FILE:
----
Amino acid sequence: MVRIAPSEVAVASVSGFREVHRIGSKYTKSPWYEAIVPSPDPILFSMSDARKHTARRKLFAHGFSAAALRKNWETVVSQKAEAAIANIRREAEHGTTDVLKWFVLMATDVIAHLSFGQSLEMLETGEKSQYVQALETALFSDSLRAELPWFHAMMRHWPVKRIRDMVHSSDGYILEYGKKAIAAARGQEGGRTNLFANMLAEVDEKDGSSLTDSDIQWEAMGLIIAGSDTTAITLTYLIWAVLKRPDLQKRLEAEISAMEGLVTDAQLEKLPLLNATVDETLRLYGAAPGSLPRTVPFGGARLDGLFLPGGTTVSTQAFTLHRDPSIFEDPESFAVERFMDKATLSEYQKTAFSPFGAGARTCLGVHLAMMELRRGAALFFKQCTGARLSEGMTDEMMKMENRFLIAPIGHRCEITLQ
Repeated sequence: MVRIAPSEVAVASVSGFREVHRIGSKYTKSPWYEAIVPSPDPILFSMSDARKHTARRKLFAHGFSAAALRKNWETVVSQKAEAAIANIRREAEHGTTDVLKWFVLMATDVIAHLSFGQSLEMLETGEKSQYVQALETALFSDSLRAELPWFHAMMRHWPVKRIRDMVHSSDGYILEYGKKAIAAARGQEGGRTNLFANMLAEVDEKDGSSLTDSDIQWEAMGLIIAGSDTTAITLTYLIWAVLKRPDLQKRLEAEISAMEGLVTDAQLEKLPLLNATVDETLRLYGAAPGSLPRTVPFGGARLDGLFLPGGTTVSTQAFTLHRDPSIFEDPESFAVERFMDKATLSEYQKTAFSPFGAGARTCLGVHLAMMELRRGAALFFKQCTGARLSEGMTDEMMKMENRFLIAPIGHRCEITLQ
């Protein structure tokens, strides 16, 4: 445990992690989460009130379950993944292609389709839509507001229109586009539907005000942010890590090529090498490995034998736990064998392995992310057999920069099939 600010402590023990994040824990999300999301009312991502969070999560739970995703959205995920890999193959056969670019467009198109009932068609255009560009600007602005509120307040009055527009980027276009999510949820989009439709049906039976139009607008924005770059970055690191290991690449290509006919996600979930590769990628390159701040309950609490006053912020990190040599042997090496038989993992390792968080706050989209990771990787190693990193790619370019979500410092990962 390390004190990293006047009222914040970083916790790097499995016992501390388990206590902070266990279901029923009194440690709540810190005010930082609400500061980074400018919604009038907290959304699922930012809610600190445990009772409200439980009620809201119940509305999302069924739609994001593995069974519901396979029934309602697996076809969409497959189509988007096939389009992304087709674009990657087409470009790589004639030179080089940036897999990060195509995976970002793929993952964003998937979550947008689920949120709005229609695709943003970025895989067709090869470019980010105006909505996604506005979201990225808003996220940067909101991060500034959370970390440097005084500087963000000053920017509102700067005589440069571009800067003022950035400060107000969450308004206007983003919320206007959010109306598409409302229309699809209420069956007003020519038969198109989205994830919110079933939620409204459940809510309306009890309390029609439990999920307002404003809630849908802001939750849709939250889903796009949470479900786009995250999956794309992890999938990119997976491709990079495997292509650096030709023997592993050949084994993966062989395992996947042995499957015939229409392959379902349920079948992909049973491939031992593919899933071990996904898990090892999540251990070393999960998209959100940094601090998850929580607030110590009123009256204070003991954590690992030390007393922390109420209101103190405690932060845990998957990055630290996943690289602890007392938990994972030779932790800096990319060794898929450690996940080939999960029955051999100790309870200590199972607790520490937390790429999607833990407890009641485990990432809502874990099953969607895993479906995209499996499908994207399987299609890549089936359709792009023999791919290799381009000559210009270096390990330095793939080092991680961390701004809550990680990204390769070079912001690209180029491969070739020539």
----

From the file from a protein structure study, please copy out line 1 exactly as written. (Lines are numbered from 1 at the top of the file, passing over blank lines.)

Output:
Amino acid sequence: MVRIAPSEVAVASVSGFREVHRIGSKYTKSPWYEAIVPSPDPILFSMSDARKHTARRKLFAHGFSAAALRKNWETVVSQKAEAAIANIRREAEHGTTDVLKWFVLMATDVIAHLSFGQSLEMLETGEKSQYVQALETALFSDSLRAELPWFHAMMRHWPVKRIRDMVHSSDGYILEYGKKAIAAARGQEGGRTNLFANMLAEVDEKDGSSLTDSDIQWEAMGLIIAGSDTTAITLTYLIWAVLKRPDLQKRLEAEISAMEGLVTDAQLEKLPLLNATVDETLRLYGAAPGSLPRTVPFGGARLDGLFLPGGTTVSTQAFTLHRDPSIFEDPESFAVERFMDKATLSEYQKTAFSPFGAGARTCLGVHLAMMELRRGAALFFKQCTGARLSEGMTDEMMKMENRFLIAPIGHRCEITLQ